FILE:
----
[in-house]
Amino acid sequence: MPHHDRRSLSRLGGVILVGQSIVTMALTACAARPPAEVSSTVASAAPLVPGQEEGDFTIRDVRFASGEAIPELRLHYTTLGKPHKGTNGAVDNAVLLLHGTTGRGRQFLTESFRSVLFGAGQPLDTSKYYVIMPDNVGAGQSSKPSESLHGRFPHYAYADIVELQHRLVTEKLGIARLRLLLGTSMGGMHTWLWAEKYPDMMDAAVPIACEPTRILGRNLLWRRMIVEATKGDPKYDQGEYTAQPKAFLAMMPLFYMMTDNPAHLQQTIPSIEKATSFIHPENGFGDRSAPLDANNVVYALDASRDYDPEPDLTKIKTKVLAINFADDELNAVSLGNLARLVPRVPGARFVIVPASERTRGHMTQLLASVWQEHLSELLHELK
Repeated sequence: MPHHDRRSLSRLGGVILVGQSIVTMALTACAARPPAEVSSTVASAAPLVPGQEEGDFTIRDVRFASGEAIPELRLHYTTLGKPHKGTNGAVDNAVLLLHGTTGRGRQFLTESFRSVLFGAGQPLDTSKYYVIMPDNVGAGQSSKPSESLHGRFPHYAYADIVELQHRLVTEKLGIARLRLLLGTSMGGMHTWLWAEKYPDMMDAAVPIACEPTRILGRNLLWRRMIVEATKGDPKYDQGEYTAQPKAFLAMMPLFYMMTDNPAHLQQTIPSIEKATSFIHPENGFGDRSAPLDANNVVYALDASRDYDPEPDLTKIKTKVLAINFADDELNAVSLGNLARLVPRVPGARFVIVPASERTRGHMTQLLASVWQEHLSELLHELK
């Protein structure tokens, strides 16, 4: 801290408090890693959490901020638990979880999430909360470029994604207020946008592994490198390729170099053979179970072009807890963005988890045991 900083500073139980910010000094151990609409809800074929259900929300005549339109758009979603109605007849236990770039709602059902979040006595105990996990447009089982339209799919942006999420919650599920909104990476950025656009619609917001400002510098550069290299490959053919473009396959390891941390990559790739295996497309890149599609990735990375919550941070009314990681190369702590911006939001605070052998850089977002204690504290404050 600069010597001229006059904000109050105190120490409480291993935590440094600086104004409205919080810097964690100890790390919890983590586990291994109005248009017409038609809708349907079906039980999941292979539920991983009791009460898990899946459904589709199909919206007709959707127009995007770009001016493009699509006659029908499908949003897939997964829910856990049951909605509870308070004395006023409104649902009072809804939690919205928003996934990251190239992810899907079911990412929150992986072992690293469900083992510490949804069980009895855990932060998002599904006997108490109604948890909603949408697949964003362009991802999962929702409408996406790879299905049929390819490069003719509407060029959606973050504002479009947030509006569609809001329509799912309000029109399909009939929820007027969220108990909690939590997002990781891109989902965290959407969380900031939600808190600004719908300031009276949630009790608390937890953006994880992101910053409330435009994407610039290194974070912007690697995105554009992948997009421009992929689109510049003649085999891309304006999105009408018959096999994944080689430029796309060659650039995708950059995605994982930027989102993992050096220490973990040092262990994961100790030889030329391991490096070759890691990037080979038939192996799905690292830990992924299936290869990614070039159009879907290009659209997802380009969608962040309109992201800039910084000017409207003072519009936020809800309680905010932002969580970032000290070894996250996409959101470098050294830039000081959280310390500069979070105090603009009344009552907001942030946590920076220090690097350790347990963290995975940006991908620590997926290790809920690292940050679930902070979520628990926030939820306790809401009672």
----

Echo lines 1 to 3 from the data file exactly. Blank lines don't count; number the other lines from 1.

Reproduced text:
[in-house]
Amino acid sequence: MPHHDRRSLSRLGGVILVGQSIVTMALTACAARPPAEVSSTVASAAPLVPGQEEGDFTIRDVRFASGEAIPELRLHYTTLGKPHKGTNGAVDNAVLLLHGTTGRGRQFLTESFRSVLFGAGQPLDTSKYYVIMPDNVGAGQSSKPSESLHGRFPHYAYADIVELQHRLVTEKLGIARLRLLLGTSMGGMHTWLWAEKYPDMMDAAVPIACEPTRILGRNLLWRRMIVEATKGDPKYDQGEYTAQPKAFLAMMPLFYMMTDNPAHLQQTIPSIEKATSFIHPENGFGDRSAPLDANNVVYALDASRDYDPEPDLTKIKTKVLAINFADDELNAVSLGNLARLVPRVPGARFVIVPASERTRGHMTQLLASVWQEHLSELLHELK
Repeated sequence: MPHHDRRSLSRLGGVILVGQSIVTMALTACAARPPAEVSSTVASAAPLVPGQEEGDFTIRDVRFASGEAIPELRLHYTTLGKPHKGTNGAVDNAVLLLHGTTGRGRQFLTESFRSVLFGAGQPLDTSKYYVIMPDNVGAGQSSKPSESLHGRFPHYAYADIVELQHRLVTEKLGIARLRLLLGTSMGGMHTWLWAEKYPDMMDAAVPIACEPTRILGRNLLWRRMIVEATKGDPKYDQGEYTAQPKAFLAMMPLFYMMTDNPAHLQQTIPSIEKATSFIHPENGFGDRSAPLDANNVVYALDASRDYDPEPDLTKIKTKVLAINFADDELNAVSLGNLARLVPRVPGARFVIVPASERTRGHMTQLLASVWQEHLSELLHELK